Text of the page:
French elite police arrested about20 people in dawn raids on suspected Islamist circles on Friday in several cities including Toulouse, where a gunman was shot dead by police last week after going on a killing spree, security sources said.
The arrests in Toulouse in the southwest, Nantes and Le Mans in western France, and in the Paris region, were carried out by mostly by DCRI domestic intelligence agency, with the national police’s elite RAID unit providing support in some cases, a source told AFP on condition of anonymity.
The raids, less than a month from a presidential election, come just over a week after police hunted down and killed Mohamed Merah.
The al-Qaeda-inspired gunman admitted during a siege of his apartment that he had shot dead three soldiers, three school children and a rabbi in three attacks in Toulouse and the surrounding region.
Another police source said, according to Reuters, the raids were not directly part of ongoing inquiries into the case of Merah, whose brother Abdelkader has been placed under official inquiry and is being held in custody on suspicion of complicity.
Barring Muslim preachers
On Thursday, France barred four Islamic preachers from entering the country after banning prominent preacher Sheikh Youssef al-Qaradawi and another Egyptian cleric who wanted to attend a Muslim conference in Paris.
Foreign Minister Alain Juppe and Interior Minister Claude Gueant said in a joint statement the four preachers “call for hate and violence ... and, in the current context, present a strong risk of upsetting public order.”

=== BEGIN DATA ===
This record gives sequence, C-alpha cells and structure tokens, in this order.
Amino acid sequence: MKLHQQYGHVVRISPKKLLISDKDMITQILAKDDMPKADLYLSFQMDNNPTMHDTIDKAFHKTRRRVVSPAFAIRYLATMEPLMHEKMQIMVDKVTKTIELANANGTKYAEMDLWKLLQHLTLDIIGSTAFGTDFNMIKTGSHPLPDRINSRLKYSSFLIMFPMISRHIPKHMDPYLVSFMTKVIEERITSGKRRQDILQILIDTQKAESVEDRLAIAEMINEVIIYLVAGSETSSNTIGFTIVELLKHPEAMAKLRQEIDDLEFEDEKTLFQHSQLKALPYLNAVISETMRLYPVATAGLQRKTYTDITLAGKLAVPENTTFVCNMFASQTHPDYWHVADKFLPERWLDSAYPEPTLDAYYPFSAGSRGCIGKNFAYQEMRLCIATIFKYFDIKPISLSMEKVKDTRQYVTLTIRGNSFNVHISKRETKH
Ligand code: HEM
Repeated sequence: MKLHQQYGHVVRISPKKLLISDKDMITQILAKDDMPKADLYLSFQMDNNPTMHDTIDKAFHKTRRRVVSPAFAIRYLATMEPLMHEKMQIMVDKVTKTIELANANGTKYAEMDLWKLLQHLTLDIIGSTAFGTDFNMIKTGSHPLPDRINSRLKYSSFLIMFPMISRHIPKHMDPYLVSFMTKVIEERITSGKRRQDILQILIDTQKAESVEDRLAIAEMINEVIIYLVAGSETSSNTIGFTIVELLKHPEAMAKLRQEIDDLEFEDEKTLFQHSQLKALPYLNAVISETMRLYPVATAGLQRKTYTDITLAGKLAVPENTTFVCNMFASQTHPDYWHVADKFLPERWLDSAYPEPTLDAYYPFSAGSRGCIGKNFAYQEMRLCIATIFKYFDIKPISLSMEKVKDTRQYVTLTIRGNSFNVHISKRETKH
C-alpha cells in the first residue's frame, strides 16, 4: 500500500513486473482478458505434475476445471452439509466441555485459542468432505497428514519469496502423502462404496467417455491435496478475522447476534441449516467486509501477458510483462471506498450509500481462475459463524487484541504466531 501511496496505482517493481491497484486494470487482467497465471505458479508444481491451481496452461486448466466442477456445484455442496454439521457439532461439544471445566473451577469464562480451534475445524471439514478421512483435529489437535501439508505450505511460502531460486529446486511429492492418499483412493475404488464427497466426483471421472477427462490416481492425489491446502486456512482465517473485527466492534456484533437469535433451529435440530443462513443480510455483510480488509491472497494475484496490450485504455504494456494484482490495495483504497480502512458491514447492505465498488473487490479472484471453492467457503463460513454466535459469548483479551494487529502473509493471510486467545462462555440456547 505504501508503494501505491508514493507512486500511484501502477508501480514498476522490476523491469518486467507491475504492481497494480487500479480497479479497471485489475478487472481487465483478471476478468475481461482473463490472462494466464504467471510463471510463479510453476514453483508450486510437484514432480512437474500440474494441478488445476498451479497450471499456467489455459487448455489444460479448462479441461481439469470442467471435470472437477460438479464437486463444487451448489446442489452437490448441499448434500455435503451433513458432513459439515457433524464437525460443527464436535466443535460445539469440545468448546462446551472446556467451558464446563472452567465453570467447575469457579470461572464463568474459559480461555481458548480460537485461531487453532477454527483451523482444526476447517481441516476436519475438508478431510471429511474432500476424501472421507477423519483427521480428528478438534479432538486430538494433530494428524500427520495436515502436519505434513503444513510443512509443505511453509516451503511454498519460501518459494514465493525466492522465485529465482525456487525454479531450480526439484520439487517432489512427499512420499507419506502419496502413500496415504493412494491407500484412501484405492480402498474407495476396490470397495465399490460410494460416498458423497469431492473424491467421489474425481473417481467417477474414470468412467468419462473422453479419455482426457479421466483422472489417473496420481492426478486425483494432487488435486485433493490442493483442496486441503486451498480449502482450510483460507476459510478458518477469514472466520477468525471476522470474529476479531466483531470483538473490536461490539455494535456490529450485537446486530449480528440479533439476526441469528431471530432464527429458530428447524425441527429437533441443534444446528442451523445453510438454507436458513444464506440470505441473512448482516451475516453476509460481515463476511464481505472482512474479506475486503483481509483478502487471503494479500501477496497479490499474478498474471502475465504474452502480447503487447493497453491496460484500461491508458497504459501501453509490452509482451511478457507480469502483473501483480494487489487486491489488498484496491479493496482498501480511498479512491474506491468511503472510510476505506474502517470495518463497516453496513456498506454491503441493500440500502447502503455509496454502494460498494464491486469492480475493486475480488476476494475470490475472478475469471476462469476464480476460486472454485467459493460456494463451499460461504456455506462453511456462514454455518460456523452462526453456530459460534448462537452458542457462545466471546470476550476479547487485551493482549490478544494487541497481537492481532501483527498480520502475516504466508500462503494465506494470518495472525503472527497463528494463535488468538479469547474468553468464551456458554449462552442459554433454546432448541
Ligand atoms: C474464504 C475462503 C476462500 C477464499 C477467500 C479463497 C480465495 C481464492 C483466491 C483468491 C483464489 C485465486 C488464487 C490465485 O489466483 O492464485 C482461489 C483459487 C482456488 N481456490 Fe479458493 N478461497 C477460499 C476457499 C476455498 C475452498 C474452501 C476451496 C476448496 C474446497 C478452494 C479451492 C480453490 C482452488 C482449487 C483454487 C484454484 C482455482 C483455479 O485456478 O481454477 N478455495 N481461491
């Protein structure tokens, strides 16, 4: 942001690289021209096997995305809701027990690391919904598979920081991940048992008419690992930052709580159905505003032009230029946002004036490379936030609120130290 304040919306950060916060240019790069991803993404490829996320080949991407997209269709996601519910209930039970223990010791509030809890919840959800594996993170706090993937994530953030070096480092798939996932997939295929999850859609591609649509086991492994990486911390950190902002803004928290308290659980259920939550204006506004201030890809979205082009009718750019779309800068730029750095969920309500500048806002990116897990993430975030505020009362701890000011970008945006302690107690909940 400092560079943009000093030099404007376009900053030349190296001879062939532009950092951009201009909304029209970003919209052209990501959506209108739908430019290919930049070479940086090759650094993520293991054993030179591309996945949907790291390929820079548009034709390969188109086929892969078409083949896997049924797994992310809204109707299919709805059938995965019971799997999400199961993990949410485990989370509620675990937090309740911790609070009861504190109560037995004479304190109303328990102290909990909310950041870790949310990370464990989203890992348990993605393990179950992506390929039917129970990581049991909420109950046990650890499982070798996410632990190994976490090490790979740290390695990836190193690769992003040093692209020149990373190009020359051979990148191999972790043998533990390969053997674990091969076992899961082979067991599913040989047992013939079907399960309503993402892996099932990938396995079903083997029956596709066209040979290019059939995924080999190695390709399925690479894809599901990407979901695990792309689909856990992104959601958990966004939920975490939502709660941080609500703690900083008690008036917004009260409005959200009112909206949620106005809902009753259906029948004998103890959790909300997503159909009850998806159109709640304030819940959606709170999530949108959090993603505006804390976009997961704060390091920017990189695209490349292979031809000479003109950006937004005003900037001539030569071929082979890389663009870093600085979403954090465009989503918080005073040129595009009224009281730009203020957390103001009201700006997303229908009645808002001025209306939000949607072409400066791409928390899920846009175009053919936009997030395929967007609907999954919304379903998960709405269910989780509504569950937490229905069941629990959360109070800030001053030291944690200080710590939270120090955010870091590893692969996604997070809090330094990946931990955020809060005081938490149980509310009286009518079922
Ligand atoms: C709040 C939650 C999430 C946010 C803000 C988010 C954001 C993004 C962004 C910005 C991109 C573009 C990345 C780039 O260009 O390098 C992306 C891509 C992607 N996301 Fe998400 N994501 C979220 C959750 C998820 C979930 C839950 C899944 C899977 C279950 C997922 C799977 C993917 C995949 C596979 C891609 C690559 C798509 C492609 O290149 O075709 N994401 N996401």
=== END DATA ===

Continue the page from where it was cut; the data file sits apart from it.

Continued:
President Nicolas Sarkozy, who ordered a crackdown on radical Islamists after the Toulouse killings by an al Qaeda-inspired gunman last week, said on Monday that Qaradawi and Mahmoud al-Masri were not welcome in France.
The Union of French Islamic Organizations (UOIF), which invited the clerics to an April 6-9 conference, said it was surprised and hurt by the government’s “manifest determination to prolong a polemic ... based on total ignorance.”
Sarkozy and his UMP party, campaigning hard to win votes from the far-right National Front, have stressed divisive issues such as halal food and Islamic radicalism in their campaign for the two-round presidential election on April 22 and May 6.
The UOIF said the bans “risk deepening the feeling French Muslims have of being blacklisted and treated with prejudice”.
The four preachers - a Palestinian, an Egyptian and two Saudis - were due to take part in an annual conference in Paris hosted by the UOIF, which is close to the Muslim Brotherhood.
They are Ikrima al-Sabri, former Grand Mufti of Jerusalem and the Palestinian territories, Egyptian preacher Safwat al-Hijazi, Saudi self-help preacher Ayedh al-Qarni and Saudi imam and Koran reciter Abdallah Basfar.
The UOIF said none of them advocated violence.
The ministers regretted the UOIF had invited Swiss-born Tariq Ramadan, who teaches at Britain’s Oxford University, but they did not bar him. They said his views “are contrary to the republican spirit and do no service to French Muslims.”